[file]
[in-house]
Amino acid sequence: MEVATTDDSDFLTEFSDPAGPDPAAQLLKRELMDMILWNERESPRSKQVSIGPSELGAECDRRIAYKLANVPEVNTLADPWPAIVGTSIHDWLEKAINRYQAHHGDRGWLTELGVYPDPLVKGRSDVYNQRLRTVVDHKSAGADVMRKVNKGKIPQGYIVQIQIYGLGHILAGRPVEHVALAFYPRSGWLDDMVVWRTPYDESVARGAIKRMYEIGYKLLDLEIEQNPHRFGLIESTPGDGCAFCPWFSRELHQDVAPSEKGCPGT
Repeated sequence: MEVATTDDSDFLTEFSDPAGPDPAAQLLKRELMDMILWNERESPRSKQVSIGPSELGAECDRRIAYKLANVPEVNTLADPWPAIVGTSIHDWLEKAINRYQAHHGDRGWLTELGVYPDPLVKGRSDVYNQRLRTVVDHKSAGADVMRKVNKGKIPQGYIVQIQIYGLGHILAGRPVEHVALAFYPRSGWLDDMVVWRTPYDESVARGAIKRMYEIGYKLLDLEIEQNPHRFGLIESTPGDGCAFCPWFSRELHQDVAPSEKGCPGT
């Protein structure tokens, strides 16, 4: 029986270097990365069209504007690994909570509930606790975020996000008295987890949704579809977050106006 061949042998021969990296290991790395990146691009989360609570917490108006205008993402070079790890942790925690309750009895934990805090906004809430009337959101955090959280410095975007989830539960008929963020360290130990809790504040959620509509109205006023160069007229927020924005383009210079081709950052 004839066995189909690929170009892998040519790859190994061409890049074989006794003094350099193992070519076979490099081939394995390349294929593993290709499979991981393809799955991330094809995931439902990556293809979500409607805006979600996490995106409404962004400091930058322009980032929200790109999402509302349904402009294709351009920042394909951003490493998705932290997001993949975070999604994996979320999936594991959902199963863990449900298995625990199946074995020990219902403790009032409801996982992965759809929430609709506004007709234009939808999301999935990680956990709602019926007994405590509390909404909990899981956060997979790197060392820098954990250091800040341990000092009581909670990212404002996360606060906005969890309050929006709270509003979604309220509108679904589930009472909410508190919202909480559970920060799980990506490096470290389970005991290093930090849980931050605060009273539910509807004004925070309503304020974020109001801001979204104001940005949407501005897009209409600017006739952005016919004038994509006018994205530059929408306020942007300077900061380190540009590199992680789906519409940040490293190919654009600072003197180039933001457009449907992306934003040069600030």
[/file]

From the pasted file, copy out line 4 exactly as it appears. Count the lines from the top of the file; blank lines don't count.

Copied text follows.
């Protein structure tokens, strides 16, 4: 029986270097990365069209504007690994909570509930606790975020996000008295987890949704579809977050106006 061949042998021969990296290991790395990146691009989360609570917490108006205008993402070079790890942790925690309750009895934990805090906004809430009337959101955090959280410095975007989830539960008929963020360290130990809790504040959620509509109205006023160069007229927020924005383009210079081709950052 004839066995189909690929170009892998040519790859190994061409890049074989006794003094350099193992070519076979490099081939394995390349294929593993290709499979991981393809799955991330094809995931439902990556293809979500409607805006979600996490995106409404962004400091930058322009980032929200790109999402509302349904402009294709351009920042394909951003490493998705932290997001993949975070999604994996979320999936594991959902199963863990449900298995625990199946074995020990219902403790009032409801996982992965759809929430609709506004007709234009939808999301999935990680956990709602019926007994405590509390909404909990899981956060997979790197060392820098954990250091800040341990000092009581909670990212404002996360606060906005969890309050929006709270509003979604309220509108679904589930009472909410508190919202909480559970920060799980990506490096470290389970005991290093930090849980931050605060009273539910509807004004925070309503304020974020109001801001979204104001940005949407501005897009209409600017006739952005016919004038994509006018994205530059929408306020942007300077900061380190540009590199992680789906519409940040490293190919654009600072003197180039933001457009449907992306934003040069600030």